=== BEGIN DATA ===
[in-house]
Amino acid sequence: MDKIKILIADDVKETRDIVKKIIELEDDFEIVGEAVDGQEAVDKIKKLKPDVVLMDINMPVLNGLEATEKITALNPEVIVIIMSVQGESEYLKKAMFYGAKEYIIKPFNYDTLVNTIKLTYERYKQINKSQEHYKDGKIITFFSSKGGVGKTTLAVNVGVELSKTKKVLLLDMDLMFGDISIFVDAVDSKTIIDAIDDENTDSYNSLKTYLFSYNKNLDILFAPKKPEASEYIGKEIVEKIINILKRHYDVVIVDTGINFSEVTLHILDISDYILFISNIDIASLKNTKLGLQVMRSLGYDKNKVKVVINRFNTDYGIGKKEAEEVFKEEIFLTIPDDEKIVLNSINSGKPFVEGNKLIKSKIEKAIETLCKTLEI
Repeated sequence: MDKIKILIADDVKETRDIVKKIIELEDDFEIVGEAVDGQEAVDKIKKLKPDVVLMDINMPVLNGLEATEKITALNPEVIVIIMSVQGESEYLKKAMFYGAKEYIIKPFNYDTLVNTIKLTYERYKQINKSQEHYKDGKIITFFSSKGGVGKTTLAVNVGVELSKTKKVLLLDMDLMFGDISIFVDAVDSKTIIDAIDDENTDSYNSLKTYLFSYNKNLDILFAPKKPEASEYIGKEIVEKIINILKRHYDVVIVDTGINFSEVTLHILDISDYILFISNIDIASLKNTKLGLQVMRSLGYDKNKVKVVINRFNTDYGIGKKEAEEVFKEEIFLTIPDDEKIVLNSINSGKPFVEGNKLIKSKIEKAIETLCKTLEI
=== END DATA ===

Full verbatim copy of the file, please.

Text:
[in-house]
Amino acid sequence: MDKIKILIADDVKETRDIVKKIIELEDDFEIVGEAVDGQEAVDKIKKLKPDVVLMDINMPVLNGLEATEKITALNPEVIVIIMSVQGESEYLKKAMFYGAKEYIIKPFNYDTLVNTIKLTYERYKQINKSQEHYKDGKIITFFSSKGGVGKTTLAVNVGVELSKTKKVLLLDMDLMFGDISIFVDAVDSKTIIDAIDDENTDSYNSLKTYLFSYNKNLDILFAPKKPEASEYIGKEIVEKIINILKRHYDVVIVDTGINFSEVTLHILDISDYILFISNIDIASLKNTKLGLQVMRSLGYDKNKVKVVINRFNTDYGIGKKEAEEVFKEEIFLTIPDDEKIVLNSINSGKPFVEGNKLIKSKIEKAIETLCKTLEI
Repeated sequence: MDKIKILIADDVKETRDIVKKIIELEDDFEIVGEAVDGQEAVDKIKKLKPDVVLMDINMPVLNGLEATEKITALNPEVIVIIMSVQGESEYLKKAMFYGAKEYIIKPFNYDTLVNTIKLTYERYKQINKSQEHYKDGKIITFFSSKGGVGKTTLAVNVGVELSKTKKVLLLDMDLMFGDISIFVDAVDSKTIIDAIDDENTDSYNSLKTYLFSYNKNLDILFAPKKPEASEYIGKEIVEKIINILKRHYDVVIVDTGINFSEVTLHILDISDYILFISNIDIASLKNTKLGLQVMRSLGYDKNKVKVVINRFNTDYGIGKKEAEEVFKEEIFLTIPDDEKIVLNSINSGKPFVEGNKLIKSKIEKAIETLCKTLEI